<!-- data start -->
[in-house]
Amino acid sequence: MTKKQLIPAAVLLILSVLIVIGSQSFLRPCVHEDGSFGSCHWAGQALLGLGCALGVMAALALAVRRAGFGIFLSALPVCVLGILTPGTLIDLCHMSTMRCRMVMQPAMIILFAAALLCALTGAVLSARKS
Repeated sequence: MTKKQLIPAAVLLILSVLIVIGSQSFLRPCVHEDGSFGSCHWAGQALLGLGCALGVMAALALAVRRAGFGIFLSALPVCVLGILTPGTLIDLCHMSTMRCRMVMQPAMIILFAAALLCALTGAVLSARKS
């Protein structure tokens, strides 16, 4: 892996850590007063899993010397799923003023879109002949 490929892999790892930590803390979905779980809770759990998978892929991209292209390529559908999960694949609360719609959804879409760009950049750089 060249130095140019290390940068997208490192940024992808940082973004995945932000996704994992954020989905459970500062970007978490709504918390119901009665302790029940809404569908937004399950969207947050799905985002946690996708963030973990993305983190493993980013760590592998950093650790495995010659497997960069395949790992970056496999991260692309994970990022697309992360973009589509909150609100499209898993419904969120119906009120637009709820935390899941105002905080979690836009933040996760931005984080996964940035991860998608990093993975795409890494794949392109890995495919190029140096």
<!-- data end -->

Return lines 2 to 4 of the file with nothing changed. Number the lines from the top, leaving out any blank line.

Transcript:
Amino acid sequence: MTKKQLIPAAVLLILSVLIVIGSQSFLRPCVHEDGSFGSCHWAGQALLGLGCALGVMAALALAVRRAGFGIFLSALPVCVLGILTPGTLIDLCHMSTMRCRMVMQPAMIILFAAALLCALTGAVLSARKS
Repeated sequence: MTKKQLIPAAVLLILSVLIVIGSQSFLRPCVHEDGSFGSCHWAGQALLGLGCALGVMAALALAVRRAGFGIFLSALPVCVLGILTPGTLIDLCHMSTMRCRMVMQPAMIILFAAALLCALTGAVLSARKS
């Protein structure tokens, strides 16, 4: 892996850590007063899993010397799923003023879109002949 490929892999790892930590803390979905779980809770759990998978892929991209292209390529559908999960694949609360719609959804879409760009950049750089 060249130095140019290390940068997208490192940024992808940082973004995945932000996704994992954020989905459970500062970007978490709504918390119901009665302790029940809404569908937004399950969207947050799905985002946690996708963030973990993305983190493993980013760590592998950093650790495995010659497997960069395949790992970056496999991260692309994970990022697309992360973009589509909150609100499209898993419904969120119906009120637009709820935390899941105002905080979690836009933040996760931005984080996964940035991860998608990093993975795409890494794949392109890995495919190029140096």